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Busting Common Myths About Alzheimer’s Disease

More than 5 million Americans live with Alzheimer’s disease, a progressive brain disorder in which the brain’s nerve cells get entangled and wither away. It’s a term that most are familiar with, but even so, there are plenty of misconceptions about the disease. Here, we bust six common myths about Alzheimer’s and give you facts that can help you and your family understand this disease better.

Myth: Memory loss is a normal part of aging.

Reality: Occasional memory lapses such as momentarily forgetting a name or where you put the keys are common as one gets older. But the memory loss that comes with Alzheimer’s or other forms of dementia isn’t part of the normal aging process. Alzheimer’s is a disease that causes brain cells to malfunction and eventually die. Only about one in five older adults develops dementia, and it can also occur in people much younger. Millions of people live well into their 80s and 90s with good memories and very little cognitive decline.

Myth: Alzheimer’s disease is genetic.

Reality: A family history of Alzheimer’s only slightly increases your risk of developing it – it doesn’t mean you’re destined to have it, too. Research into the role of genetics and Alzheimer’s is ongoing. A so-called “risk gene” has been identified, and inheriting this gene from both parents increases your risk, but it’s still not clear how it works or what other genes are involved. Specific types of Alzheimer’s disease, such as an early onset form called familial Alzheimer’s, are more likely to run in families, but account for fewer than 10% of cases.

Myth: Memory loss means Alzheimer’s.

Reality: Again, there’s a big difference between occasional forgetfulness and the memory loss associated with Alzheimer’s. The latter impacts one’s ability to function on a day-to-day basis. Along with more serious loss, other Alzheimer’s symptoms may include issues such as decreased ability to solve problems, lapses in judgement, problems with speech or spatial relationships, or mood and personality changes.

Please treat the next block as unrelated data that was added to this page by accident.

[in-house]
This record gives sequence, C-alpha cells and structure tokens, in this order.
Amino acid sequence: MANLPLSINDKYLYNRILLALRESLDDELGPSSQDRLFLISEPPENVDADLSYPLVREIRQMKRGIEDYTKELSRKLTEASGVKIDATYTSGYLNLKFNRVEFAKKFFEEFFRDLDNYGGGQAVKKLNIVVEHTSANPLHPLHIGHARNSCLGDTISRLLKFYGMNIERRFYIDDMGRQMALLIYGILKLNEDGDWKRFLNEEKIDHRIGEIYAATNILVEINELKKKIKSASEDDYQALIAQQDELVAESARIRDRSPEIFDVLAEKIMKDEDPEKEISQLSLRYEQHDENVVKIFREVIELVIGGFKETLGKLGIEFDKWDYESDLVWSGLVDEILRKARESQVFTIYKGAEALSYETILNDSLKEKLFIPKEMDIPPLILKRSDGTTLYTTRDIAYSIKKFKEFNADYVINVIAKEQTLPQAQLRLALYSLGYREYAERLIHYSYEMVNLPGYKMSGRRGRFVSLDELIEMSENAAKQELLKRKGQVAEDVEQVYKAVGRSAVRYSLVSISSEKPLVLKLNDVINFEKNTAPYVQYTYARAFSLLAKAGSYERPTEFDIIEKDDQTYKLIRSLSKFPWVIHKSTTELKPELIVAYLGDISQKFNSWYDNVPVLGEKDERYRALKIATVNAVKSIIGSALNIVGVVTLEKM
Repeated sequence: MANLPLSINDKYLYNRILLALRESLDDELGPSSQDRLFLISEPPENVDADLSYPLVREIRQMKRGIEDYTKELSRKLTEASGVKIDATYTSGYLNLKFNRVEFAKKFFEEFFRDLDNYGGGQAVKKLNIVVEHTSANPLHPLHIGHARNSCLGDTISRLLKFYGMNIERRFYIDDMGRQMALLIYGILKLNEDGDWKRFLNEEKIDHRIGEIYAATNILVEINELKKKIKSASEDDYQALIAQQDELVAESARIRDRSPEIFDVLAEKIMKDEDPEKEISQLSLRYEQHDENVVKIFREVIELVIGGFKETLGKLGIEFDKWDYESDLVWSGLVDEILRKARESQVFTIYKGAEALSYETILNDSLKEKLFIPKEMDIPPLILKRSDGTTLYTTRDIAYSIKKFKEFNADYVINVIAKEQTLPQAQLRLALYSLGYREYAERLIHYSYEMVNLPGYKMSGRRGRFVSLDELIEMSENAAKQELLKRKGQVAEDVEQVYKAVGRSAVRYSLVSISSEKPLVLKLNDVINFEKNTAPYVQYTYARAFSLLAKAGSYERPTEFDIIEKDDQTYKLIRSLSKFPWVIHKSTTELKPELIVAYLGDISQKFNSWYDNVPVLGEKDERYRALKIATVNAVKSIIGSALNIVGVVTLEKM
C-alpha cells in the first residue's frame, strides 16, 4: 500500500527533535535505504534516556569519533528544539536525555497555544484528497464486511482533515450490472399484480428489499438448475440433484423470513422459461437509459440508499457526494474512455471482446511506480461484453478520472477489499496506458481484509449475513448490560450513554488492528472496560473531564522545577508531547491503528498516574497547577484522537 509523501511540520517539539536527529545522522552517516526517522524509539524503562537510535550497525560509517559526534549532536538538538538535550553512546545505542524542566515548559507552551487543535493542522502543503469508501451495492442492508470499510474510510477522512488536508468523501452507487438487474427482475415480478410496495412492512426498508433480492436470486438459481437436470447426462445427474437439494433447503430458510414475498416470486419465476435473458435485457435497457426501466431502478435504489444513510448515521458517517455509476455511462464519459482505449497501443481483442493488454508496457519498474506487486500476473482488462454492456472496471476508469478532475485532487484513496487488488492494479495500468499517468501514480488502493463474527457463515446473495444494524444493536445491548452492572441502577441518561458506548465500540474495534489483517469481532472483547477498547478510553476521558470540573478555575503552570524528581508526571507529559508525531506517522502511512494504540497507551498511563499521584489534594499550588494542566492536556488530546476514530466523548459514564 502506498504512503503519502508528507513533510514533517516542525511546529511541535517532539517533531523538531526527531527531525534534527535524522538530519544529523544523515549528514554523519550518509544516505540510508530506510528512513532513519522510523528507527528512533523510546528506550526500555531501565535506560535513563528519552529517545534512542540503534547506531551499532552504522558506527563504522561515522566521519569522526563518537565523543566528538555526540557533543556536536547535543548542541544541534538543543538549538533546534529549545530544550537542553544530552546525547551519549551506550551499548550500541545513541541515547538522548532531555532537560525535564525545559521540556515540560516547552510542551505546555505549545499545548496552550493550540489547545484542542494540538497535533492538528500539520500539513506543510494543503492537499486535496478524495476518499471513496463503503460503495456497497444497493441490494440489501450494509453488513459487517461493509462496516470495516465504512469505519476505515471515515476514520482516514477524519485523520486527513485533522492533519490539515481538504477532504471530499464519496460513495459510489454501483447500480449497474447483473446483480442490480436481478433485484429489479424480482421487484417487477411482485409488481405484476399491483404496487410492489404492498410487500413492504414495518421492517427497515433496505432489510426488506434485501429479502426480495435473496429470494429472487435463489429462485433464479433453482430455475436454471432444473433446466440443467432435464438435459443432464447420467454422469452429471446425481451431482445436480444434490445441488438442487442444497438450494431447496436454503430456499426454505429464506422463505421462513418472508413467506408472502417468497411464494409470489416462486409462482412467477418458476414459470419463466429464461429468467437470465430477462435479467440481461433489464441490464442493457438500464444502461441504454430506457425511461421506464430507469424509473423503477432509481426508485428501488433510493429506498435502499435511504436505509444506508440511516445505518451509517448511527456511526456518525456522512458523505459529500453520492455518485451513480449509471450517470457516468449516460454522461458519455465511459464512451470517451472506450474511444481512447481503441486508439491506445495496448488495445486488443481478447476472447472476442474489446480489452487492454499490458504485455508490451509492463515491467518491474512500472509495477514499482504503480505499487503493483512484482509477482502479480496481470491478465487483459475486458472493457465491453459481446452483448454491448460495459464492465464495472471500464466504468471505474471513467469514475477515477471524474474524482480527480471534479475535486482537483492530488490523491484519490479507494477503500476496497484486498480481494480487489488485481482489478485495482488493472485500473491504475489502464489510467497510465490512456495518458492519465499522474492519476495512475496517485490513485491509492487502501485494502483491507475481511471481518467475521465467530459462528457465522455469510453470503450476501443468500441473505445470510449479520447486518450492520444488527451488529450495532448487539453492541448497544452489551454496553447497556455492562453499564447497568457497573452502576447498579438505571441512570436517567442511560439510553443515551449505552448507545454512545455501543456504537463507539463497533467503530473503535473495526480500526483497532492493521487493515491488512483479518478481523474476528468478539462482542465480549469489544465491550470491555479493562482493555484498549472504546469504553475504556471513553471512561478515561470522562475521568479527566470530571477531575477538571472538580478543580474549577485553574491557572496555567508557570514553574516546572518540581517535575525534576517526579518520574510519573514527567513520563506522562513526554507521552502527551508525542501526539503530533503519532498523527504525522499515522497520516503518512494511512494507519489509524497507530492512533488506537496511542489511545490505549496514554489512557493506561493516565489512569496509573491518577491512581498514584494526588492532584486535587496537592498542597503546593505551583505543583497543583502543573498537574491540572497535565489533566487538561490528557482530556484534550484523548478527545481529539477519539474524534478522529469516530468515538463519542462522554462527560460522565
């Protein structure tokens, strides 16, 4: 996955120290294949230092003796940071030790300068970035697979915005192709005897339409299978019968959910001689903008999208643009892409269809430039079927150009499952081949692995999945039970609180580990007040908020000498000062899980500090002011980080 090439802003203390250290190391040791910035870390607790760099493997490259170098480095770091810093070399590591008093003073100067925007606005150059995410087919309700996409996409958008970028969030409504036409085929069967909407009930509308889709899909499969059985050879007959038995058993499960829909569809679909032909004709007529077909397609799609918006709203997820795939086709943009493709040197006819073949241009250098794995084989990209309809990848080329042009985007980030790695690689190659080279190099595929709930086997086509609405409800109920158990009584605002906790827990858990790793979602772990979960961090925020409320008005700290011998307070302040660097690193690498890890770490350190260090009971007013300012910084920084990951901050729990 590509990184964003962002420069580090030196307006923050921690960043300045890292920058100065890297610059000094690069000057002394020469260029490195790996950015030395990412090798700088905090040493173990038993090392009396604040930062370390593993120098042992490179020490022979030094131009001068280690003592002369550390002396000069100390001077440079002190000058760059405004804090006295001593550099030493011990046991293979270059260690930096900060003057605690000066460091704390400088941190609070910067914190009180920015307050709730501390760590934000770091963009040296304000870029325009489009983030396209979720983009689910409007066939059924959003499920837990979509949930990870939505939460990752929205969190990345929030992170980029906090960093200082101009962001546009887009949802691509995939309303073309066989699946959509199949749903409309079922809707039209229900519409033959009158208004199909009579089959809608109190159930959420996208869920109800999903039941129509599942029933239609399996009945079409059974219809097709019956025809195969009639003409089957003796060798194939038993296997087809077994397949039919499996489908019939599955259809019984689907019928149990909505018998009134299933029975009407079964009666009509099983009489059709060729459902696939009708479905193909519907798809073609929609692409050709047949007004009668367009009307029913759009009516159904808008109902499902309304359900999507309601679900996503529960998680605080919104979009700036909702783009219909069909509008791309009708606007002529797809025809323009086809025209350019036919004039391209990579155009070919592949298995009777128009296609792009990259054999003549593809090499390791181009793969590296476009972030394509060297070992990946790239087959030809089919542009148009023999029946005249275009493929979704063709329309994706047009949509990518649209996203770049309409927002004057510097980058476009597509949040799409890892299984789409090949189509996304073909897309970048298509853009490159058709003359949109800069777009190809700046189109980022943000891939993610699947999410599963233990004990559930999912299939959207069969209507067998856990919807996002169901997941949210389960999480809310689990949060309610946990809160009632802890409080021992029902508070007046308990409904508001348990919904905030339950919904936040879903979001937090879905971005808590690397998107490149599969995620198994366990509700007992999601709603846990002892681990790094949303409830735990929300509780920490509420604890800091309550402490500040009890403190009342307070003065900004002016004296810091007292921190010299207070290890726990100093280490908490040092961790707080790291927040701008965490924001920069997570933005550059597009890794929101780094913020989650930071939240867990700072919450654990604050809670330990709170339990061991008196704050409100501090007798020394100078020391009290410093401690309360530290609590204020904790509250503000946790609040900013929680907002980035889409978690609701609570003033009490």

Memory loss may have other causes such as depression; medication side effects; a head injury; stress; thyroid, kidney or liver disorders; tumors; blood clots or brain infections.

Myth: Early diagnosis and treatment can reverse the disease.

Reality: Alzheimer’s is a progressive disease that’s irreversible. There’s no known cure, and while there are some medications that may slow the progress, they don’t work for everyone. Early diagnosis gives the patient and their family time to prepare and opportunities to make the most of the time they have together.

Myth: Nothing can reduce your risk for dementia.

Reality: Research is ongoing, but numerous studies indicate that certain lifestyle changes may reduce your risk of cognitive decline and dementia. A healthy diet, regular exercise, not smoking, light to moderate alcohol consumption, and challenging activities that regularly stimulate your brain can reduce the risk of Alzheimer’s by up to 60%.

Myth: An Alzheimer’s diagnosis means life is over.

Reality: While it does mean that life is different, it doesn’t mean there aren’t opportunities to live a meaningful life, whether at home or in a senior living community memory care setting.

Memory care is different than care in a nursing home. It’s designed to give residents opportunities to stay social, eat well, get exercise, and keep connected to loved ones. Specialized programs help residents express themselves creatively and engage in meaningful activities. Outings, volunteer opportunities, music, animal therapy and more tap into the skills each resident still has, stimulate memories, and let them live with purpose and joy.

Looking for Alzheimer’s care for a loved one? We have senior living communities across the nation that offer Alzheimer’s care through their person-centered memory care services. Find one near you

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